Cumulative Voting in South Dakota
The under-representation of minorities is one of the problems inherent in single-member and at-large districts using plurality electoral rules. In South Dakota, Native Americans have struggled to gain representation because of such electoral rules. In two South Dakota city school boards and one city council, the adoption of cumulative voting has helped to alleviate this problem.

A U.S. District Court on February 9, 2007 ordered the city of Martin to implement cumulative voting for city council elections. The six-member, at-large council will be elected three at a time. Each voter will have three votes, which they can allocate any way they wish. The order is to ensure the city's sizable Native American population, protected under the federal Voting Rights Act, has the opportunity to elect candidates of choice. Despite comprising over a third of Martin residents and a third of voters at the last election, geographically dispersed Native Americans have consistently failed to win representation in the city's district system.

Sisseton was the first school district in South Dakota to adopt cumulative voting. The Sisseton Wahpeton Sioux tribe comprises approximately 34% of the population in the district, yet Native Americans rarely won elections under the at-large system -- only two out of 23 Native American candidates were elected between 1977 and 1989. Even though Native Americans fielded candidates in every election, only two were able to gain seats. One was chosen to fill a vacancy in 1982 and was allegedly handpicked by the Anglo board. The other Native American to hold a seat was elected in 1985 when only two Anglos were running for the three possible seats. Thus, one of the two Native American candidates was guaranteed a spot on the school board that year. In 1984, a group of Native Americans filed suit against Sisseton school district and challenged the district�s voting system. The suit was finally settled in 1988 with the agreement that cumulative voting would be implemented in future elections.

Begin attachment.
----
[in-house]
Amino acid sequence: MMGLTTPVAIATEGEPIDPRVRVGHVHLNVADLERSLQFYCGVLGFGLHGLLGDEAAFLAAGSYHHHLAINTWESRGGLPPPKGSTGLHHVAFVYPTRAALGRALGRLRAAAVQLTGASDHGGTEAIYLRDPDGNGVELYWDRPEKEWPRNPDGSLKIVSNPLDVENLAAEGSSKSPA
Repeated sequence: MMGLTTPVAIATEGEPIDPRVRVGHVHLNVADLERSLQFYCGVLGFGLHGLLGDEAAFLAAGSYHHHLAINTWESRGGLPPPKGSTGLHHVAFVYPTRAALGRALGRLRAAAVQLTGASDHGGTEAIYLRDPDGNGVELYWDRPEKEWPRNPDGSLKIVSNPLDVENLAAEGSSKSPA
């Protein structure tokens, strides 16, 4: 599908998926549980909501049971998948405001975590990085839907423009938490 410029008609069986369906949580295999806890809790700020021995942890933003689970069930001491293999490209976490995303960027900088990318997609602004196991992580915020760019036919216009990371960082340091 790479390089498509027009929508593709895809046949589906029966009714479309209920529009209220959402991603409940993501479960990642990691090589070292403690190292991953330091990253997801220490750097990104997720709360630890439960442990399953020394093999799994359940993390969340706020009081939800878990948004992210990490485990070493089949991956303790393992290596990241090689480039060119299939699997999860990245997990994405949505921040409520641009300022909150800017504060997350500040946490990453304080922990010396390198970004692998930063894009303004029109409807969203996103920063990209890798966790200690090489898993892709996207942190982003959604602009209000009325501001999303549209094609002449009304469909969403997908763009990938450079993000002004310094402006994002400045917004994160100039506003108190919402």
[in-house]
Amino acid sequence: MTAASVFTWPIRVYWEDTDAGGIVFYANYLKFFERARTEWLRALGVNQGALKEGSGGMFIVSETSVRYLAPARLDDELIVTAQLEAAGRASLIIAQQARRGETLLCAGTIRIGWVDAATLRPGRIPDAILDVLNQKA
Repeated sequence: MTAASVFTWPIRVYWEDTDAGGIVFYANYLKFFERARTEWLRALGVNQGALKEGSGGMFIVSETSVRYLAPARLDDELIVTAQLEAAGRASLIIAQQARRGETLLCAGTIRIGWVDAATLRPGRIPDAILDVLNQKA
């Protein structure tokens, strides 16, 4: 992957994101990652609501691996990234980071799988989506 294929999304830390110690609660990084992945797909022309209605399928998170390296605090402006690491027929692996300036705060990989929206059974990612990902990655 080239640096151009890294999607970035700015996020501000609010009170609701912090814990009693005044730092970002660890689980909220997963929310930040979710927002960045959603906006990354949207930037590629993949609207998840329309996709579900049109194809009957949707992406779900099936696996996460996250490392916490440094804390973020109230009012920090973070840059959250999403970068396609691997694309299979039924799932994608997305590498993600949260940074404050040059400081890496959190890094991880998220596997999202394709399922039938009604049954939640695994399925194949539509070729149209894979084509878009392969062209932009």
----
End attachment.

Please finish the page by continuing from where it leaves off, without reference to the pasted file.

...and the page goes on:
In June of 1989 cumulative voting was used for the first time to elect the Sisseton school board. Cumulative voting proved to be quite successful. According to political science professor Todd Donovan�s data, in the 1989 election 93% of Native Americans used all three of their votes to elect a Native American, while only 33% of whites cast all three of their votes for a single candidate. Of the seven candidates contesting the three seats, two whites and one Native American were elected to the district school board, with the Native American candidate, David Selvage, receiving the most votes. Also, contrary to the contention that cumulative voting would be too difficult to understand, 90% of voters who participated under the new cumulative voting system found it easy to understand.

There is also evidence to suggest that elections using cumulative voting helped mobilize the Native American population in Sisseton. According to Todd Donovan, almost half of all the Native Americans (but only about 17% of whites) reported that they rarely or never participated in the school-board elections under the previous at-large system.

More recently, the Wagner school board also adopted cumulative voting. In 2002, Native Americans represented 42% of the district�s population, yet held no seats on the seven-seat school board. Historically, only three Native Americans have been elected to the school board in the past twenty years. As a result of these inequalities, the ACLU filed a suit on behalf of three Native Americans.

June 17, 2003 marked the first Wagner school board election that used cumulative voting. Incumbents James Eggers and Michael Denker retained their two seats with the respective votes of 580 and 455. The third seat was a tie between John Swatek and John Sully, who both received 153 votes. John Sully, the only Native American now sitting on the school board, ultimately won the seat. He said that the adoption of cumulative voting motivated him to run for the seat, as he thought it would improve his chances of winning.

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